Rhode Island is starting over with its $7 billion Medicaid contract bidding process after a series of snafus excluded some of the state's largest payers, according to WPRI.
On May 13, the Rhode Island Department of Administration said federal policy changes to Medicaid meant the contract language needed updating and the process redone.
The decision comes after the original bidding process for a five-year contract would have left out Blue Cross Blue Shield of Rhode Island and Tufts Health.
BCBS submitted their "bid" on a blank CD and with no paper copy, though neither the state nor BCBS confirmed that meant the company was disqualified.
"We cannot discuss our bid at this time as the state is still in the midst of its procurement process,” a BCBS spokesperson told WPRI.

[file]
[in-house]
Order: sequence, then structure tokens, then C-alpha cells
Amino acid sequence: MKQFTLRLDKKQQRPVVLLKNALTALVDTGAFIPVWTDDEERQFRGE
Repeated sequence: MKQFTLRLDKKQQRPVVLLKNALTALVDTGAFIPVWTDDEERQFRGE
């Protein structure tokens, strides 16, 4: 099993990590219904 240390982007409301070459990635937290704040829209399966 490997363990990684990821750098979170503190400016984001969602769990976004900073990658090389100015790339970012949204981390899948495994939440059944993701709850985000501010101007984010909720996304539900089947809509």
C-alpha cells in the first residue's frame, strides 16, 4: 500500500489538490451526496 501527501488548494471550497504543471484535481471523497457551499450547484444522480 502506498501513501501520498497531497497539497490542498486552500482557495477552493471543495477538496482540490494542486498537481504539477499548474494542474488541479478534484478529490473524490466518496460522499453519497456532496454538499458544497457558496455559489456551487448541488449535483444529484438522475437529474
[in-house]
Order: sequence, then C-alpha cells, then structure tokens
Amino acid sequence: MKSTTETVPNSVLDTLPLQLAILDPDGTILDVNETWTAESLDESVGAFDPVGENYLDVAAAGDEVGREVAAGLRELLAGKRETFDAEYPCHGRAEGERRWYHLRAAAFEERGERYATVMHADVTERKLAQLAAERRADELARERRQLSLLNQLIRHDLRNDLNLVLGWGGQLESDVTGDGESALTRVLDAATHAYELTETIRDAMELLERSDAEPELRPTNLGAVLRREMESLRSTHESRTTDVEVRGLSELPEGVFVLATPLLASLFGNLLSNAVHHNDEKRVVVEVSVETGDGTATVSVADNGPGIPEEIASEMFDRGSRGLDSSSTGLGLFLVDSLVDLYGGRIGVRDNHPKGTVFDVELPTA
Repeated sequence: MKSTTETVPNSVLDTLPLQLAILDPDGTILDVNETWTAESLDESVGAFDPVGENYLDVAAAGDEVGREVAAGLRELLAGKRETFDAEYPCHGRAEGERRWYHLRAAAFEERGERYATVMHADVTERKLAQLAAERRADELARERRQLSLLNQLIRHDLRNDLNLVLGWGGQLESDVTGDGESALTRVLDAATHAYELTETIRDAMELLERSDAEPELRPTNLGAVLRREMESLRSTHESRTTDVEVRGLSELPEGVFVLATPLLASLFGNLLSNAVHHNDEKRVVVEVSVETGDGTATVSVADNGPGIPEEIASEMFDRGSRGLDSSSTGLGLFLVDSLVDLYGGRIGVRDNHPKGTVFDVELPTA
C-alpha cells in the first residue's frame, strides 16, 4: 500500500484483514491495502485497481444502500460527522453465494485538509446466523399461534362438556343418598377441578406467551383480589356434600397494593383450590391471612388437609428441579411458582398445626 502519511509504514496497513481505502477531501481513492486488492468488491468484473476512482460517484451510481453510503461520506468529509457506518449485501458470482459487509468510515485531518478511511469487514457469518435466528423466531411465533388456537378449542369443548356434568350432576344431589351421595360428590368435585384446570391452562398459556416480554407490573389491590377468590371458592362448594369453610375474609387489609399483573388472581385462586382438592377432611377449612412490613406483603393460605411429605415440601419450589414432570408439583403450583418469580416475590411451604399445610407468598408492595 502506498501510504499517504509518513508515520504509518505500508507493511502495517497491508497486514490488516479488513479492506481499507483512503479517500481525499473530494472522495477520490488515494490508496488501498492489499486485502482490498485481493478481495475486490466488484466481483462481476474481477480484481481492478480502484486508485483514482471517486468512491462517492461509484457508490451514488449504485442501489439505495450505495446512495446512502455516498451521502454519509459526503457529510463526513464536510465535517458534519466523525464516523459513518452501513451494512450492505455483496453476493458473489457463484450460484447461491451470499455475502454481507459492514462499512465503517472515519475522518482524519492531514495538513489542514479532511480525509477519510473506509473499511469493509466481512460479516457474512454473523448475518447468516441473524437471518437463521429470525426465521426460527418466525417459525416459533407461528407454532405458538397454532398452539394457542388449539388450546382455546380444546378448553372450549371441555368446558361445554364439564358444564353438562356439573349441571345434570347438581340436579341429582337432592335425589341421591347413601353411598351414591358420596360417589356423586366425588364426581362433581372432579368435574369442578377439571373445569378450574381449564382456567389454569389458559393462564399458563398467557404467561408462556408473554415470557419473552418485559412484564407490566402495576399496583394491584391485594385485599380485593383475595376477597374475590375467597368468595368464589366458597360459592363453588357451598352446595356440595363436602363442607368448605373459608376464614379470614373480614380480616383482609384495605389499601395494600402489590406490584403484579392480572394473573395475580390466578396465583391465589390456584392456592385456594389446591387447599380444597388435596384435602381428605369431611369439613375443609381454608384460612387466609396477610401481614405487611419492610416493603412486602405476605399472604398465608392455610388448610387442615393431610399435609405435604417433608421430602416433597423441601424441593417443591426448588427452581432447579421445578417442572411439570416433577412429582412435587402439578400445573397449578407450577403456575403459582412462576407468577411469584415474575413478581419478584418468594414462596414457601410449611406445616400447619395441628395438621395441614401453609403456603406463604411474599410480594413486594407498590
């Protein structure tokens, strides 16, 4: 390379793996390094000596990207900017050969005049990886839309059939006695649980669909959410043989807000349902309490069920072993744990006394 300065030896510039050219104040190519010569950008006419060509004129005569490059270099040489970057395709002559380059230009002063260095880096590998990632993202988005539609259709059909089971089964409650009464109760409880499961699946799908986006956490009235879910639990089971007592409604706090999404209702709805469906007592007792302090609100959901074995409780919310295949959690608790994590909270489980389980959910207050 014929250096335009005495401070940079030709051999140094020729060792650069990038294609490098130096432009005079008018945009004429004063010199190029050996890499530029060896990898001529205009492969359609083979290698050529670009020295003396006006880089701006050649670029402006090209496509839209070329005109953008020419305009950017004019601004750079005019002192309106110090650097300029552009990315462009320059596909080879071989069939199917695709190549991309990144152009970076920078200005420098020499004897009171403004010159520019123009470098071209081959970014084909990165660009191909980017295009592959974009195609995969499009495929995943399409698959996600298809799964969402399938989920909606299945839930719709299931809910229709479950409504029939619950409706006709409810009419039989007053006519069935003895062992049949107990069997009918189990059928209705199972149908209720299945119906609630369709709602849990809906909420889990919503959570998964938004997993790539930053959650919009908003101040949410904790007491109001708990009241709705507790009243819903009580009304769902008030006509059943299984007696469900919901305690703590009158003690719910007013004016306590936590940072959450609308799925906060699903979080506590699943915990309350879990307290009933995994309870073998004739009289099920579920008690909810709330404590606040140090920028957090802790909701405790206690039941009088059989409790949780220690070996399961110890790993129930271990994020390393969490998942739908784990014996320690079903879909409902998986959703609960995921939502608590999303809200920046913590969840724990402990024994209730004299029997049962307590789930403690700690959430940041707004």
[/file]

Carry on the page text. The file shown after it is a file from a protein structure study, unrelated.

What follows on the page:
In January, Tufts Health was disqualified from the bidding process after submitting its bid two minutes late due to traffic and construction.
State officials discovered the issue with BCBS on March 8, but decided to move forward with the original process anyway, according to WPRI.
On April 27, HHS cited the revised federal policies as a new reason to throw out the original bids, and the state made it official May 13.
If BCBS and Tufts had remained eliminated from the original process, it may have greatly benefited the remaining payers who submitted correct bids: Molina Healthcare of Rhode Island, Neighborhood Health Plan of Rhode Island, UnitedHealthcare of New England and Commonwealth Care Alliance.
The current Medicaid contract expires in July 2023. Neighborhood provides coverage to 174,000 members, UnitedHealthcare to 97,000 members and Tufts to 17,000 members — the three account for about 85 percent of Medicaid members in the state.